ThatbI do not know

Request for Answer Clarification by nightrain-ga on 17 Apr 2005 09:44 PDT
Hedgie, many thanx for hanging in there, I admire your patience. 
Let's re-define the proposition.  For another $25 pls provide just the
answers to three questions:  Suppose I had three circular racetracks,
three, four and five miles in diameter.  Now suppose three vehicles
were traveling, one on each track, at 143 mph. How many degrees of
bank would have to be built into each track to keep the vertical
acceleration forces perpendicular to the horizontal axis of each
vehicle?

Hope you have a great two week countryside vacation.  Thanks again for your help.

Nightrain (the Liberal Arts guy)

Clarification of Answer by hedgie-ga on 24 Apr 2005 10:43 PDT
Hi night train-ga 

  I am back from the countryside.

   I see that race-car gave you the numerical values.
   Race car has to know this, of course.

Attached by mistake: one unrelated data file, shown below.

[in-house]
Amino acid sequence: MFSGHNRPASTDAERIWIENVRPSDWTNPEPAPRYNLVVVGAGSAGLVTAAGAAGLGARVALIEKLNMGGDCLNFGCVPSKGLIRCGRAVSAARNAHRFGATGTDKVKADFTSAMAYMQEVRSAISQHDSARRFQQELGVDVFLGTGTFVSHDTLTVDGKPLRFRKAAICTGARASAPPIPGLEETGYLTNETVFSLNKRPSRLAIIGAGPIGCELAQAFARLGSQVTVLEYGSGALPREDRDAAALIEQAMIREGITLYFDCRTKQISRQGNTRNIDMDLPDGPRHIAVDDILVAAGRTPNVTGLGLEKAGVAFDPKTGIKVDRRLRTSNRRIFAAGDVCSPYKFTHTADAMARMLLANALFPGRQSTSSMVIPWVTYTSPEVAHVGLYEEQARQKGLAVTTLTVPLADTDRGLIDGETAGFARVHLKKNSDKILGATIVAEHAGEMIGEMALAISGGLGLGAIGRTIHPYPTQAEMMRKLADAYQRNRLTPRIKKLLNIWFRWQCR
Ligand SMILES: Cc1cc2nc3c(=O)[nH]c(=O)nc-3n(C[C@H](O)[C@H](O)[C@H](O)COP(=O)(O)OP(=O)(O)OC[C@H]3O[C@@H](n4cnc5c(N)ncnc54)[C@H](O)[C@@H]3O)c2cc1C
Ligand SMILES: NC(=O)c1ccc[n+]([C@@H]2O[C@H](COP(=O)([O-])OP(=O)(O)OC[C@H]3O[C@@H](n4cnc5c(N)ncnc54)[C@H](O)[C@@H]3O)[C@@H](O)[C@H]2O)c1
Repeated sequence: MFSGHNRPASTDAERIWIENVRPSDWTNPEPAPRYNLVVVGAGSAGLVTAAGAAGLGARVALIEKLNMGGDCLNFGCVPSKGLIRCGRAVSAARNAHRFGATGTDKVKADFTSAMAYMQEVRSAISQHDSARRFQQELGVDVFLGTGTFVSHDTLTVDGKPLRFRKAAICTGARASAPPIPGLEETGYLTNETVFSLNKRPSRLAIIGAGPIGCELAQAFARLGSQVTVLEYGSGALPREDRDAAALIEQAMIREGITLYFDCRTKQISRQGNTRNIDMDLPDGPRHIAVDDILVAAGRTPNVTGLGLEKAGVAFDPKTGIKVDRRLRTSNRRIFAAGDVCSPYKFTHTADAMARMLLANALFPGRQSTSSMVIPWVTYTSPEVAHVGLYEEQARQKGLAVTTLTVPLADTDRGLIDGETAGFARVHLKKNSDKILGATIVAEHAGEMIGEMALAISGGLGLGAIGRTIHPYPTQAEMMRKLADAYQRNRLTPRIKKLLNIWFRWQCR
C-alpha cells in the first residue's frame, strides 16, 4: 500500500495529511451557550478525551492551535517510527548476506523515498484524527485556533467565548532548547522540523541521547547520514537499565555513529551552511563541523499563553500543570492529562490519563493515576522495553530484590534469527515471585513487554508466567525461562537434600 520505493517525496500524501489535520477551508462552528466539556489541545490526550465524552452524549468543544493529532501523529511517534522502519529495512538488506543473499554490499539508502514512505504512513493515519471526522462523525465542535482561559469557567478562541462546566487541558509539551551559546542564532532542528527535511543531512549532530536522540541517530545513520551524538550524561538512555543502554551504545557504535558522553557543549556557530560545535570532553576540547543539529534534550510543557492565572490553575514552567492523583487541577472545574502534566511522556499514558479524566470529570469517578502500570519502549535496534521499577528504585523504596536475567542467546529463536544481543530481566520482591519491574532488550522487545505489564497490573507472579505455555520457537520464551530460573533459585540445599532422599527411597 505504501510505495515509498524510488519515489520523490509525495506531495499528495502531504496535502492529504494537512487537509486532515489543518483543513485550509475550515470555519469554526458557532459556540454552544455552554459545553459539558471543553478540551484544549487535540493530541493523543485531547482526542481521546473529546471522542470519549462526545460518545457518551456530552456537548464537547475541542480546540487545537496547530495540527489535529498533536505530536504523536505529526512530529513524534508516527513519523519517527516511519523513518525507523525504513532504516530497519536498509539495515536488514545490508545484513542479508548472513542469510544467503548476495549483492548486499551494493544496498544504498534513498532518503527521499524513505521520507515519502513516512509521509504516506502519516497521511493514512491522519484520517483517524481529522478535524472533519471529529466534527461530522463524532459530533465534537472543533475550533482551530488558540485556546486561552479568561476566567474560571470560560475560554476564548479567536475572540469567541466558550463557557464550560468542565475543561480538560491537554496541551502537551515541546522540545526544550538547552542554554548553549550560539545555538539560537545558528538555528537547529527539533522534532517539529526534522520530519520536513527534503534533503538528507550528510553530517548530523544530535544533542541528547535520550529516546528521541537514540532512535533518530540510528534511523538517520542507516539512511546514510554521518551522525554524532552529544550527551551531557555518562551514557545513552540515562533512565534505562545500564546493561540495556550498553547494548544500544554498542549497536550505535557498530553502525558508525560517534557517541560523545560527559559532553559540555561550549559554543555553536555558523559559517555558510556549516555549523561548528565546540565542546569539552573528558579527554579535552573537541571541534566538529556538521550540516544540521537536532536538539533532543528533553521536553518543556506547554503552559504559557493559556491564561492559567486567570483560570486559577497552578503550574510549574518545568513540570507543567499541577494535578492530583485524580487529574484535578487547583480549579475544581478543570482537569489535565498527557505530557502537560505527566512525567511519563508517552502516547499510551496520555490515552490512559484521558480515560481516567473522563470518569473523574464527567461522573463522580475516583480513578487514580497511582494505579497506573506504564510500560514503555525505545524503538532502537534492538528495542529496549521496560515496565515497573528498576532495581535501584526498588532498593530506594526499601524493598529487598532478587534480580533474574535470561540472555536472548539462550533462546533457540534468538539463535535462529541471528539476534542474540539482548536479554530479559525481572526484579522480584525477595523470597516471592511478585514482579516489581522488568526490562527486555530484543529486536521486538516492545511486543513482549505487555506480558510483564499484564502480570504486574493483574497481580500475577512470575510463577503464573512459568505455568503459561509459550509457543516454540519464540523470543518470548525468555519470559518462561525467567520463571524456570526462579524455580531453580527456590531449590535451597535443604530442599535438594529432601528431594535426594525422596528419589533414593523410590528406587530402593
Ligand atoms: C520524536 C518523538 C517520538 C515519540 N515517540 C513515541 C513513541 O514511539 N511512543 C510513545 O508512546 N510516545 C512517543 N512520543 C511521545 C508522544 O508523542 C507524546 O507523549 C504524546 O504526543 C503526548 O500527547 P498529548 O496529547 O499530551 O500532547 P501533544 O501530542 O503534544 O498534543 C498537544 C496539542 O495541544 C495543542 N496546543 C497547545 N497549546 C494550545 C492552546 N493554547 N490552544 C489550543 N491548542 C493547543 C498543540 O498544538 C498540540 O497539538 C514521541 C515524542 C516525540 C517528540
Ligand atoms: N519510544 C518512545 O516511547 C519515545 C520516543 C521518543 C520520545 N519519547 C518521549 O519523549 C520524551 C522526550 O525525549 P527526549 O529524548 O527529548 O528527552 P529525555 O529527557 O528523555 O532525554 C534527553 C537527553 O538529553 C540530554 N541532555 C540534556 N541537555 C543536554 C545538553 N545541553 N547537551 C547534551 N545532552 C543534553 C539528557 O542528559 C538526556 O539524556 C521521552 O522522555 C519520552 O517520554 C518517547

Thanks race car.

 You do not have to worry about sending money -
 it is all handled automaticaly - electronicaly :-).

 Seriously, I hope that this nice formula

 angle = atan ( v * v / g *r) 

 (which actually works for any shape of the track -- 
you just use r=1/curvature) is worth to you the money you spent
and that you are happy with the result.

If not -please do an RFC, 
if so - please do rate the answer.

H.

Clarification of Answer by hedgie-ga on 24 Apr 2005 20:20 PDT
Re: 
For another $25 pls provide just the
answers to three questions:  Suppose I had three circular racetracks,
three, four and five miles in diameter.  Now suppose three vehicles
were traveling, one on each track, at 143 mph

If your speed is fixed to a speed v you simplify the formula thus:
you type into Google:
143 mph in meters per second